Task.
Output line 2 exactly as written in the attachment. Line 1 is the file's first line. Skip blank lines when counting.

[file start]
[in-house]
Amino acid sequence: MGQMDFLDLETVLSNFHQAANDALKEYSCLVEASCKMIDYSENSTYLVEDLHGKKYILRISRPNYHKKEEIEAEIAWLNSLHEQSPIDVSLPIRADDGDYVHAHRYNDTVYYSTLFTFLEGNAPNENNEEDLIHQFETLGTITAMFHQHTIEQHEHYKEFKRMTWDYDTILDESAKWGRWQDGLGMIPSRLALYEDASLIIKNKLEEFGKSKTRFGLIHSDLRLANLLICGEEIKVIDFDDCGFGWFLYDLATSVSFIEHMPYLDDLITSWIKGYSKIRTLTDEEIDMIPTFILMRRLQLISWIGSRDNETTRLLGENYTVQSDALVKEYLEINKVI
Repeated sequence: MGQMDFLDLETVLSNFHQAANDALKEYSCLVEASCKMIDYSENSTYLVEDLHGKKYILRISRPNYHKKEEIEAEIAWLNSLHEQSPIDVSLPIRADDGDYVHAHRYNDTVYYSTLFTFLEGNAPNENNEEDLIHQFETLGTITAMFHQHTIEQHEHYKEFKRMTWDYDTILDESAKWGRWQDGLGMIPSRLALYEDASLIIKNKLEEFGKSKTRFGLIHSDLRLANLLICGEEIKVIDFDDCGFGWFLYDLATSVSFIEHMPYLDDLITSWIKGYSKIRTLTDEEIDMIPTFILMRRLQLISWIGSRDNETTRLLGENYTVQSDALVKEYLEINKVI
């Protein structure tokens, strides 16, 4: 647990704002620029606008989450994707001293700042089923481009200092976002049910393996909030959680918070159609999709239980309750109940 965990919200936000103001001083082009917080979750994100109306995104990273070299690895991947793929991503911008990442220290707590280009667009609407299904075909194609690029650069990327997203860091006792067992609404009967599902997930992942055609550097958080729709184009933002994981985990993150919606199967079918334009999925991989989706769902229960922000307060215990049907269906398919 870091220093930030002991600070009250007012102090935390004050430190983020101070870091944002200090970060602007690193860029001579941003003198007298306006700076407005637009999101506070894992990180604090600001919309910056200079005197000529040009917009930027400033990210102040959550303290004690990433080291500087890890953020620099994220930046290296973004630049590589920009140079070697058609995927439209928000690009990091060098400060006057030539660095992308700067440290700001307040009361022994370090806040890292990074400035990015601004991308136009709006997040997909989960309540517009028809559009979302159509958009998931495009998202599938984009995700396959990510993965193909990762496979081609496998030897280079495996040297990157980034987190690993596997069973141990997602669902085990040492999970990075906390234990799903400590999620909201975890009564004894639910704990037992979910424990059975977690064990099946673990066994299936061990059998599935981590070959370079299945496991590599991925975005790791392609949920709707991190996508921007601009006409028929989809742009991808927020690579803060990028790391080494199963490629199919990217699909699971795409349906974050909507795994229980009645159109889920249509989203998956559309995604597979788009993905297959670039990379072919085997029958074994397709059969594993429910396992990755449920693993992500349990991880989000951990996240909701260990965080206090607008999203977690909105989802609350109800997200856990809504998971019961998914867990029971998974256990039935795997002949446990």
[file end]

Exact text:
Amino acid sequence: MGQMDFLDLETVLSNFHQAANDALKEYSCLVEASCKMIDYSENSTYLVEDLHGKKYILRISRPNYHKKEEIEAEIAWLNSLHEQSPIDVSLPIRADDGDYVHAHRYNDTVYYSTLFTFLEGNAPNENNEEDLIHQFETLGTITAMFHQHTIEQHEHYKEFKRMTWDYDTILDESAKWGRWQDGLGMIPSRLALYEDASLIIKNKLEEFGKSKTRFGLIHSDLRLANLLICGEEIKVIDFDDCGFGWFLYDLATSVSFIEHMPYLDDLITSWIKGYSKIRTLTDEEIDMIPTFILMRRLQLISWIGSRDNETTRLLGENYTVQSDALVKEYLEINKVI